Tuesday, July 15, 2008

The Indian Night Life July 14, 2008

Before we left home, an American Indian friend of ours advised us to immerse ourselves in everything that was India—to soak, to saturate ourselves in the culture. This, I believe, we have done with abandon.

After recovering from our sickness the first week we were able to go to a down-town restaurant that served Indian, Italian and Chinese, on consecutive floors. The combination was lovely: hot and sour soup and kabobs as a starter, pasta and aloo mutter masala (potato and peas dish) for dinner, and crème brulee and a very sweet dumpling and gravy Indian dish for desert.

Our first really special outing was attending the opening of one of Jon’s employee’s family’s bakery (if you can follow that). It was the first time that Anna and I wore sarees. As Sheetal draped us in yards of fabric and adorned us with some of her most precious jewels we felt like the crowns of creation that we were meant to be.

The bakery, also, was draped in colorful designed fabric—a taste of what it may have been like to enter the tabernacle, with its woven pomegranate canopies.

Jon got to cut the inauguration cake and afterward we went to an ice-cream parlor and got baloons.
This last Saturday was very fun. After visiting a book store called Crossword (their version of B&N) we went to a splendid Gujarati restaurant (our favorite style of Indian food), where they serve you dozens of little dishes, unlimited, all you can eat.

Afterward the maitre d’ took as back to see the kitchen (this is Anna's first Punjabi dress).

After dinner we went to the lake,
There, the children finally had one of their fondest wishes granted. They got to ride a camel!

They also got to ride a horse, and Jett actually enjoyed this the best, because he got to be “prince Daniel” on his mighty steed.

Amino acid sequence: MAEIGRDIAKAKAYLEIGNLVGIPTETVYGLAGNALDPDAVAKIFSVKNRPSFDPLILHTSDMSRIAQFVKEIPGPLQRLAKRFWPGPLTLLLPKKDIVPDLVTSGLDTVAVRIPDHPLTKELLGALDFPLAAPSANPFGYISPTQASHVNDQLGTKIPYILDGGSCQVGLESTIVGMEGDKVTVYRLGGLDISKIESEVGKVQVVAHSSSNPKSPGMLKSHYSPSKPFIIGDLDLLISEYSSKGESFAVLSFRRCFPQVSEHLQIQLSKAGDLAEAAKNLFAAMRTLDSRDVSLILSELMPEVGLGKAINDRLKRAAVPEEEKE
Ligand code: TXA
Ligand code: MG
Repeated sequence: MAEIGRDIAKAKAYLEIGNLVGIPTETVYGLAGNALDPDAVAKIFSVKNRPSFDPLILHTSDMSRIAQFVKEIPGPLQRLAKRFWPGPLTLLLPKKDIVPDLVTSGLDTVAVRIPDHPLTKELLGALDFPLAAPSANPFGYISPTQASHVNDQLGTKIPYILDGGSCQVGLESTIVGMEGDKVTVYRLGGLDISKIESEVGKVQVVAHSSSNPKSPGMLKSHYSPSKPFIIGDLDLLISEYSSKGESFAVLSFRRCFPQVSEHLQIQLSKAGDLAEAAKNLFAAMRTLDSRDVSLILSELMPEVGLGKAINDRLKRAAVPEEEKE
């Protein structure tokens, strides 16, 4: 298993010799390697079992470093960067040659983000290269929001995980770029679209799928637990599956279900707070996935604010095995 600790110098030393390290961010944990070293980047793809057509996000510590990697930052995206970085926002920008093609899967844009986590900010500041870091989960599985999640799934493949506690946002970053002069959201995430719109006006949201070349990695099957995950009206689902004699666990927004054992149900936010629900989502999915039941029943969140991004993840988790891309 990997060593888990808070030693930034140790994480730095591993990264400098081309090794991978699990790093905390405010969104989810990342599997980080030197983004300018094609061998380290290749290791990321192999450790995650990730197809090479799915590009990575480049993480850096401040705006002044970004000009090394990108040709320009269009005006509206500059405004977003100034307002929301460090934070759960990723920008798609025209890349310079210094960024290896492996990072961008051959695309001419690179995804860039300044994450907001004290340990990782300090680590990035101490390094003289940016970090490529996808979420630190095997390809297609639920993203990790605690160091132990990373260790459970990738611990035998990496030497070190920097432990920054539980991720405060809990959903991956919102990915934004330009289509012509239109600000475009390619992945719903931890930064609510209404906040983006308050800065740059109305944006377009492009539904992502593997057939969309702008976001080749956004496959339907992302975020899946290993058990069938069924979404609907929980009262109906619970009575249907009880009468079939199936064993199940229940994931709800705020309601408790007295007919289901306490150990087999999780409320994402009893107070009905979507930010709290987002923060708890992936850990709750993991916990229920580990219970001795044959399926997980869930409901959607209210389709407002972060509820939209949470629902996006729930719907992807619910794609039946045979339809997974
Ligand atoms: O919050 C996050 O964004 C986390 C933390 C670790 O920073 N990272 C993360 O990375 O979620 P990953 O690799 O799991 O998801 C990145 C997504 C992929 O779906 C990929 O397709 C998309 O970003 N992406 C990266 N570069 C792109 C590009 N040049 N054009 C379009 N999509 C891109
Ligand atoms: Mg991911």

After much strategizing and reconsideration, Anna and I got up the courage to take a camel ride ourselves :). It was quite an adventure.

We weren’t quite sure how we would mount gentle beast, since standing up and sitting down was dangerous for both the camel…and the riders. But the gentleman who owned the magnificent creature was kind enough to help me up, and Jon helped Anna.
Its hard to look glamorous posing for picture while the camel is unexpectedly turning :).

Two men led us down the street, and I kept leaning to the left because it felt kind-of like we were going to fall off. One guy started to sing to us in English—it was rather funny. Other things weren’t so funny, like the guy who came up and tried to convince our lead to give him the camel rope. We were happy to be with Jon and Vijay afterward. Our butts hurt the next day, but it was totally worth it! :)

Last night, Vijay and Sheetal took us to a family birthday party for a five-year-old cousin. For India, it was a rather small party, with only about 100 guests, dinner and desert catering and great music. The really big birthday parties, like the first birthday of an oldest son, would have about 500 guests. The children played with balloons and ate ice-cream and the adults sat, caught up, and laughed. The young adults hung out in groups and I got to meet several people my own age, which was nice. We wore sarees for a second time, and Anna got to wear her very own, black and turquoise saree, which was just finished at the tailor that day and is absolutely breathtaking.

I stayed a bit later with Vijay and Sheetal, and afterward we all went to Café Coffee Day (Their version of Starbucks) for some drinks, and they told me a bit more about their love story—it is perfectly charming.
Next time…On Nagpur Sojourners! More about the wonderful couple who has cared for us so well here in India.

Living In Nagpur July 5, 2008

Daily life in Nagpur is a bit of an adventure. Unlike the US, things we take for granted are much more variable. A week after we got here, the city started up government issued power cuts, to conserve energy for the city. They start at about 7am and end at 10am, just in time for the air conditioners to come back on before it gets too hot. I usually sleep through them, but Anna and the children do non-electronic activities for a couple hours :). We have a generator, which provides us with smaller lights and fans during these hours, but the television, the microwave, hot water (unless we boil it—which we don’t), the telephone and the computer are unavailable, so food preparation and entertainment are limited until 10. Tonight it was raining when the power went off unexpectedly. Anna and I weren’t sure what the night would look like. Luckily it was just a minor problem and the power returned in about 5 minutes. One never knows :).